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We live in a time of radically changing conceptions of family and of the relationships possible between children and parents. Though undergoing "a sea-change," family law remains tethered to culturally embedded stories and symbols. While so bound, family law will fail to serve individual families and a society whose family structures diverge sharply by education, race, class, and income.

This article advances a critical rhetorical analysis of the interaction of metaphor and narrative within the specific context of child custody disputes. Its goal is to begin to examine how these embedded knowledge structures affect judicial decision making generally; more specifically, the article's aim is to help advocates make room for difference and diversity in the lives of families.

The rhetorical analysis indicates that the best interests of the child standard fails to explain child custody outcomes, and it suggests that the cognitive setting for custody disputes - cluttered with outmoded metaphors, simplistic images, and unexamined narratives - interferes with the ability of judges to attend to complex and radical transformations of parent and child relationships. The article proposes that practicing lawyers and scholars use rhetorical analysis first to uncover the symbols and stories that affect judicial decision making and then to construct arguments that may overcome deeply rooted constraints, help individual clients, and persuade policy makers.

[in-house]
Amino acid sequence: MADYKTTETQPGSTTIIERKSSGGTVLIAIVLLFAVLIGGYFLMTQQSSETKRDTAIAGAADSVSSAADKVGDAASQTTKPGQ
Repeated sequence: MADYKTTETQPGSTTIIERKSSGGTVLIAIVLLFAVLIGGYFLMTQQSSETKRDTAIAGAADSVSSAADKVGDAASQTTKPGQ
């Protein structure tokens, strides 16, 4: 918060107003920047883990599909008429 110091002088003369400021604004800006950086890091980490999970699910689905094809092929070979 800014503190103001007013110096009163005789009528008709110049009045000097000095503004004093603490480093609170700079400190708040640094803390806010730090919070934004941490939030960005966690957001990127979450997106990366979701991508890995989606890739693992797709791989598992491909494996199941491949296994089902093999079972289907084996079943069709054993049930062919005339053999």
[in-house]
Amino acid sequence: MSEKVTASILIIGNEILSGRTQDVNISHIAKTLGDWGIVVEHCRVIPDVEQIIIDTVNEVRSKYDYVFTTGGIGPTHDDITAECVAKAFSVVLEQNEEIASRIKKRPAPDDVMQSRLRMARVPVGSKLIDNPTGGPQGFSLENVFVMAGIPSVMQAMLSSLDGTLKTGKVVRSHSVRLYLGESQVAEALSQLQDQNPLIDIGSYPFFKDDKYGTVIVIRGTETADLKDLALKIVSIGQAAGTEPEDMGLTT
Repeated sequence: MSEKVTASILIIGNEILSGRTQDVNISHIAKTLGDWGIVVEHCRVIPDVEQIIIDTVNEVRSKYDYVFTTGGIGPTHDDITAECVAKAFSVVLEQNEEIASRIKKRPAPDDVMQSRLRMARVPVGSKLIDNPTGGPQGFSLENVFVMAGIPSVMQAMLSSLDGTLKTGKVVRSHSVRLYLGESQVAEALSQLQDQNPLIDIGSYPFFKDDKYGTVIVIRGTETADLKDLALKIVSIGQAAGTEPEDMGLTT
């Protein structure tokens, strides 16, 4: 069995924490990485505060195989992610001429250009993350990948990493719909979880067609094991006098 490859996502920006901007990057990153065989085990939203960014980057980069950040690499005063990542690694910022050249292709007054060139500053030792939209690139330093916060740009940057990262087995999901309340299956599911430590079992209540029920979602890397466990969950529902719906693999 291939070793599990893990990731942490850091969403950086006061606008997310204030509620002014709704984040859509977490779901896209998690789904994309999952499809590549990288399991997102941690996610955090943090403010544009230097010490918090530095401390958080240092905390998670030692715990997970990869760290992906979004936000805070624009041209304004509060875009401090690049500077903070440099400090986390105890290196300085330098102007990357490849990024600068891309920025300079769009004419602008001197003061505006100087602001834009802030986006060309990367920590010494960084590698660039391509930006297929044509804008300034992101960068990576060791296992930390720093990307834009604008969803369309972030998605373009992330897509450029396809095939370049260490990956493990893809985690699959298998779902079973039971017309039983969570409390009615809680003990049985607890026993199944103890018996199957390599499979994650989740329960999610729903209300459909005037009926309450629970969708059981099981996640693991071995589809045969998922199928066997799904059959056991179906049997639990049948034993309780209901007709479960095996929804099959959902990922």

Publication Citation

18 S. Cal. Interdisc. L.J. 259 (2009)